My gut tells me that we can eat off the hard work done locally. It won’t always be the smorgasbord available year round at the grocery store. And it won’t be as cheap. But the food will be fresher. It will be better for the planet. Buying locally produced foods will help support the families who bring it to us. And eventually it might just redraw that line away from greedy corporate food interests.

Would Grandma Recognize My Breakfast?

Two eggs sunny side up, bacon, and home fries with cheddar cheese
Creative Commons License photo credit: @joefoodie

Do you ever have brief moments where some out of the random blue mental event occurs and you’re flashing on a concept you had no recognition about just moments before? As I continue to inundate my brain and some other senses with all of this food stuff, I believe a slow, almost imperceptible transformation is occurring in how I’m conceptualizing what food really is.
Well, really is to me anyway. Speaking for others and their relationships to food is not something I’m qualified to do now. Or ever, I suspect. My journey thus far has made it clear that like most things in our world, you can lead the horse to water, but not have it produce a triple macchiato for you!
An overriding theme of the Michael Pollan book, “The Omnivore’s Dilemma: A Natural History of Four Meals” relates to “real food“. He essentially boils it down to whether or not your grandmother would recognize that which you call food. Obviously, there’s much more to his theories, however, at the nutshell level of things, this really encapsulates the concept.
Would she recognize yogurt in the tube as a real food? Some of the products populating the interior grocery store aisles might have little if any recognition by our ancestors.
My question then becomes just what do we recognize as real food? How much processing and industrialization can be considered okay and not harmful to the status of ingredients which make up a food product?
Allow me to illustrate this grand maternal query with discussion of my breakfast today. Well, okay, if you follow me on twitter you know that breakfast was clearly timed during the traditional lunch hours. But what I had for “lunch” was very clearly breakfast foods, and if I’d asked the question “Would Grandma recognize my lunch?” the easy answer would have been, Uhm, no dude. Your lunch is any sane individuals breakfast. Hence the post title. Don’t hate me, you eat breakfast for dinner πŸ˜‰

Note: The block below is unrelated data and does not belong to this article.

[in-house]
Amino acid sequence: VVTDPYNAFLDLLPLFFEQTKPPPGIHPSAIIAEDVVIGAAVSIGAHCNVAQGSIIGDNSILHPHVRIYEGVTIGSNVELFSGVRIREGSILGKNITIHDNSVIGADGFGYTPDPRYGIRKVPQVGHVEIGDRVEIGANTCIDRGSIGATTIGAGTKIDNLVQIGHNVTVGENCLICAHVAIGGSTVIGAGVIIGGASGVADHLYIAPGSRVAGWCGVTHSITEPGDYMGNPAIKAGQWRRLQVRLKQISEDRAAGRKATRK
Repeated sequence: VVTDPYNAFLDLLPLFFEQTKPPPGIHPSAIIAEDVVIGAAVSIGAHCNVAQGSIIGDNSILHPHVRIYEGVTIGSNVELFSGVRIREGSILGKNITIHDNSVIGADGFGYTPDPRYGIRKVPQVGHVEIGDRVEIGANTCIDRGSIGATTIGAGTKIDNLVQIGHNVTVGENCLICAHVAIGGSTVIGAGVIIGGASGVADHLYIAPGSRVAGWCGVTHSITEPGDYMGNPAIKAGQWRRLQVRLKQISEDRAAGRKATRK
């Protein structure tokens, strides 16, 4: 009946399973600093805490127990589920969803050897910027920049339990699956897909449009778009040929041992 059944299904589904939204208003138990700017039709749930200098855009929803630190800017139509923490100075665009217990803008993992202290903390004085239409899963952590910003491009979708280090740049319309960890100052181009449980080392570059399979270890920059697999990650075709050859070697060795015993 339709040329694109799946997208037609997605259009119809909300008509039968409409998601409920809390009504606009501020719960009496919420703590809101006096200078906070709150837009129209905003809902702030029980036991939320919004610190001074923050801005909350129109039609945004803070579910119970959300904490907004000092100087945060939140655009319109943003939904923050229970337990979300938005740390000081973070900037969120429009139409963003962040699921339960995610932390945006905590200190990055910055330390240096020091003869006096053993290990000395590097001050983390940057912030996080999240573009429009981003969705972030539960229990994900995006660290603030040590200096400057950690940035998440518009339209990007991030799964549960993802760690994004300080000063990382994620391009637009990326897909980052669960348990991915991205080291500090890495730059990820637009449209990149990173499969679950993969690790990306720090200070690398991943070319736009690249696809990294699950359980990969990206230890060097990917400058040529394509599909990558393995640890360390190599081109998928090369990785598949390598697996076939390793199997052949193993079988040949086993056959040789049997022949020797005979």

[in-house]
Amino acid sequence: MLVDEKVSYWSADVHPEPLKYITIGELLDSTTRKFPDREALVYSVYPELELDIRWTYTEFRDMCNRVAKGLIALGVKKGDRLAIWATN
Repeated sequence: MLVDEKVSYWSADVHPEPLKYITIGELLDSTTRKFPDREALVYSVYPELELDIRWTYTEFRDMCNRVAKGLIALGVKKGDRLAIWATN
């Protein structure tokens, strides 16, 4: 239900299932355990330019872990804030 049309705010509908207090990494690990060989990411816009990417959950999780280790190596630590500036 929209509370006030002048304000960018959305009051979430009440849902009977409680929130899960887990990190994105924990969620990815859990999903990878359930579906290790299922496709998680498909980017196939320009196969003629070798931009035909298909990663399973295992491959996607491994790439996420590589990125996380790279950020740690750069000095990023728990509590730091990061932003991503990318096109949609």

On my plate were 4 eggs cooked sunny side up, with only a small bit of runny yolks. These are not organic, farm fresh eggs whose producers actually understand there is a real world outside that little hen door to the pasture. Please try not to tell me about how bad it was to eat 4 eggs at one meal. I did it. Enough!
There was 4 slices of 12 grain bread. Ironically, on the shelf at the store was 12 grain right next to 7 grain. I remember when reaching for a loaf do they think someone stands here asking themselves if they really need those extra 5 grains? Or the flip side of that question, I can get 5 more grains for the same price? What, they think me a sucker?
5 slices of bacon. No, not the super yummy real pork bacon, but turkey bacon. It’s good too. It really tries to be bacon. When you close your eyes and inhale the aromas of the frying turkey bacon, you can almost, for the briefest of moments convince yourself its real bacon. But it’s not. It is a nice substitute for those that have perfectly legitimate reasons for not wanting to eat pork bacon. But it’s not bacon.